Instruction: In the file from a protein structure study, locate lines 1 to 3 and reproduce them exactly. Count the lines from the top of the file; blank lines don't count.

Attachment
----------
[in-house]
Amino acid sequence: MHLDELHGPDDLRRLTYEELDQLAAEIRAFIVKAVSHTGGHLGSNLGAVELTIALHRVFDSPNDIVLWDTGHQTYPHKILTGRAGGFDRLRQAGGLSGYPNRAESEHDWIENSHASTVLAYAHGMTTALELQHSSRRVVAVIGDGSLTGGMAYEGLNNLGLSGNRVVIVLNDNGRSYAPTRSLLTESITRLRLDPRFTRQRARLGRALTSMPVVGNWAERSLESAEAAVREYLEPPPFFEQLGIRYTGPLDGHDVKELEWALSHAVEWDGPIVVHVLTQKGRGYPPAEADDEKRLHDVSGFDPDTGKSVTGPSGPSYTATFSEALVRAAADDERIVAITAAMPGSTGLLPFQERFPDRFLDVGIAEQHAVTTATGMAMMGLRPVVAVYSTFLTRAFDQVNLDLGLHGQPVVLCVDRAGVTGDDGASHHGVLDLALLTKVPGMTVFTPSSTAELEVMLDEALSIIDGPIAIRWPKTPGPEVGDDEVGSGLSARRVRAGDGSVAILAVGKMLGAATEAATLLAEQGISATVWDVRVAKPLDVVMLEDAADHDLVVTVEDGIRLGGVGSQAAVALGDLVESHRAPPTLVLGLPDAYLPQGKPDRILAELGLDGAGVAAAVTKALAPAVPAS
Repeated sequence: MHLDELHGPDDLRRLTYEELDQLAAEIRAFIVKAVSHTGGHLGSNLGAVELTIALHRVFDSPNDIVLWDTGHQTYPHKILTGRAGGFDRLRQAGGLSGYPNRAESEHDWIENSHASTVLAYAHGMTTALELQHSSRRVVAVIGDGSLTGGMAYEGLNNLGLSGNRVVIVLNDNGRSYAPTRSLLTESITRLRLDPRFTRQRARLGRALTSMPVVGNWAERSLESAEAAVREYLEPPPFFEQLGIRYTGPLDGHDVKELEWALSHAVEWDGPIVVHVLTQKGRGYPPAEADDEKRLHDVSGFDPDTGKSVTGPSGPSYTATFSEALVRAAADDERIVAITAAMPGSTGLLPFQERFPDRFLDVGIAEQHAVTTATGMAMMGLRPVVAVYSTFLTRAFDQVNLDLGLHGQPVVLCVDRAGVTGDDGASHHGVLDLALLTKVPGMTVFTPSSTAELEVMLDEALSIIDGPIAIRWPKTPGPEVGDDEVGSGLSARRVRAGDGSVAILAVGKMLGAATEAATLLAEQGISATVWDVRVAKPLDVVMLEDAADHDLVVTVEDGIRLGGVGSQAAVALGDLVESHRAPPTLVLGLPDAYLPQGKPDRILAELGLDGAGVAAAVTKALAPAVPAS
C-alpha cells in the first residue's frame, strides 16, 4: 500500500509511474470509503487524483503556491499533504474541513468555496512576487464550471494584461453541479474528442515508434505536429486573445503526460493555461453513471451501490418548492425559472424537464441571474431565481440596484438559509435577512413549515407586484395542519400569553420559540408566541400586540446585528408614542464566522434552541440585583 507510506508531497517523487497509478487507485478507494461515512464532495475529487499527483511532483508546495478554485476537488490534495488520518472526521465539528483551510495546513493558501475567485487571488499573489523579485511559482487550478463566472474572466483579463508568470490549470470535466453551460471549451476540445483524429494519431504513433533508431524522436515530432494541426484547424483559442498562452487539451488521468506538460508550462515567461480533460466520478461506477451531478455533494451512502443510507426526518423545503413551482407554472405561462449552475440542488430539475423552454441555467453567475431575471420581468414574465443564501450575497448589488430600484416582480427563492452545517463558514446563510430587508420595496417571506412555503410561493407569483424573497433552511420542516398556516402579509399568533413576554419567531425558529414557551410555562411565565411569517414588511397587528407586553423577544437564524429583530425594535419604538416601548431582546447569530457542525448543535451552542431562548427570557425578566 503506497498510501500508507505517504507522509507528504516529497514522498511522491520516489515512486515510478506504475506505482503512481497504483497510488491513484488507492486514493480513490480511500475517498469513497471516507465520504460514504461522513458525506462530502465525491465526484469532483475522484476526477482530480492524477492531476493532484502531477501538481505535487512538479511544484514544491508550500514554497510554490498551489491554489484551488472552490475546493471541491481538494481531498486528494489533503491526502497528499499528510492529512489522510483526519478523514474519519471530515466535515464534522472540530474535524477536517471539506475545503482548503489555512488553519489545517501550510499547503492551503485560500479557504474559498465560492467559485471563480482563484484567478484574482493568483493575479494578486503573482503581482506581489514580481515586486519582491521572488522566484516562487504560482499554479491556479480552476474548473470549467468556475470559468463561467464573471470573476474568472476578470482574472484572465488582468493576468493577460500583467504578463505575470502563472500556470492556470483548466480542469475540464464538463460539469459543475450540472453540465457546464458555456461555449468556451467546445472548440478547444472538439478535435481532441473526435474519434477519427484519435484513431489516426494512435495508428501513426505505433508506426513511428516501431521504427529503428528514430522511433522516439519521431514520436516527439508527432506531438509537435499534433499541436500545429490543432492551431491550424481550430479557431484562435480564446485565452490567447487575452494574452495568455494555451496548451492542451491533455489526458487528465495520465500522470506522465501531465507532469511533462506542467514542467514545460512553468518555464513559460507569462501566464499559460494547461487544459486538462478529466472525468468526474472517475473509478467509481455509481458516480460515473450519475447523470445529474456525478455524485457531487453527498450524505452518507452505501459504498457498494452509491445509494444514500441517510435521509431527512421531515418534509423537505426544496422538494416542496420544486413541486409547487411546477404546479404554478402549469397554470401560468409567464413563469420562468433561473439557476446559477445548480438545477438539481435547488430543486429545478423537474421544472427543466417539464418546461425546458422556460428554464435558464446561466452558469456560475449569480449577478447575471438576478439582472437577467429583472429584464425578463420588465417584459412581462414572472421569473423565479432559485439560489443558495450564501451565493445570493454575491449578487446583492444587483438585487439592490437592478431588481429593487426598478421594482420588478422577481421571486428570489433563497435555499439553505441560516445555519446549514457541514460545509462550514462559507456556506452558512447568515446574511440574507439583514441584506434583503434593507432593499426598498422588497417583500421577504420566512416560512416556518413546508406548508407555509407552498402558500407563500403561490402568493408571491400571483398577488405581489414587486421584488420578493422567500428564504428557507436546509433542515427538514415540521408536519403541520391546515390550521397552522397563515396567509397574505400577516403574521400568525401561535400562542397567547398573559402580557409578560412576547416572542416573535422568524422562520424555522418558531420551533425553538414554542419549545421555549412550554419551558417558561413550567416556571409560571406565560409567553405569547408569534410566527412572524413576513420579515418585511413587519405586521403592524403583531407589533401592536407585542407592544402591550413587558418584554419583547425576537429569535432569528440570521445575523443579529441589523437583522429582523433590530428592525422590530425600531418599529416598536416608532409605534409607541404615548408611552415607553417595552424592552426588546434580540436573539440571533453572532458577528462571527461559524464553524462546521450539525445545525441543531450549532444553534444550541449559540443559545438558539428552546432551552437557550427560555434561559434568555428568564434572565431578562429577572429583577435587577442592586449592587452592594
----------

[in-house]
Amino acid sequence: MHLDELHGPDDLRRLTYEELDQLAAEIRAFIVKAVSHTGGHLGSNLGAVELTIALHRVFDSPNDIVLWDTGHQTYPHKILTGRAGGFDRLRQAGGLSGYPNRAESEHDWIENSHASTVLAYAHGMTTALELQHSSRRVVAVIGDGSLTGGMAYEGLNNLGLSGNRVVIVLNDNGRSYAPTRSLLTESITRLRLDPRFTRQRARLGRALTSMPVVGNWAERSLESAEAAVREYLEPPPFFEQLGIRYTGPLDGHDVKELEWALSHAVEWDGPIVVHVLTQKGRGYPPAEADDEKRLHDVSGFDPDTGKSVTGPSGPSYTATFSEALVRAAADDERIVAITAAMPGSTGLLPFQERFPDRFLDVGIAEQHAVTTATGMAMMGLRPVVAVYSTFLTRAFDQVNLDLGLHGQPVVLCVDRAGVTGDDGASHHGVLDLALLTKVPGMTVFTPSSTAELEVMLDEALSIIDGPIAIRWPKTPGPEVGDDEVGSGLSARRVRAGDGSVAILAVGKMLGAATEAATLLAEQGISATVWDVRVAKPLDVVMLEDAADHDLVVTVEDGIRLGGVGSQAAVALGDLVESHRAPPTLVLGLPDAYLPQGKPDRILAELGLDGAGVAAAVTKALAPAVPAS
Repeated sequence: MHLDELHGPDDLRRLTYEELDQLAAEIRAFIVKAVSHTGGHLGSNLGAVELTIALHRVFDSPNDIVLWDTGHQTYPHKILTGRAGGFDRLRQAGGLSGYPNRAESEHDWIENSHASTVLAYAHGMTTALELQHSSRRVVAVIGDGSLTGGMAYEGLNNLGLSGNRVVIVLNDNGRSYAPTRSLLTESITRLRLDPRFTRQRARLGRALTSMPVVGNWAERSLESAEAAVREYLEPPPFFEQLGIRYTGPLDGHDVKELEWALSHAVEWDGPIVVHVLTQKGRGYPPAEADDEKRLHDVSGFDPDTGKSVTGPSGPSYTATFSEALVRAAADDERIVAITAAMPGSTGLLPFQERFPDRFLDVGIAEQHAVTTATGMAMMGLRPVVAVYSTFLTRAFDQVNLDLGLHGQPVVLCVDRAGVTGDDGASHHGVLDLALLTKVPGMTVFTPSSTAELEVMLDEALSIIDGPIAIRWPKTPGPEVGDDEVGSGLSARRVRAGDGSVAILAVGKMLGAATEAATLLAEQGISATVWDVRVAKPLDVVMLEDAADHDLVVTVEDGIRLGGVGSQAAVALGDLVESHRAPPTLVLGLPDAYLPQGKPDRILAELGLDGAGVAAAVTKALAPAVPAS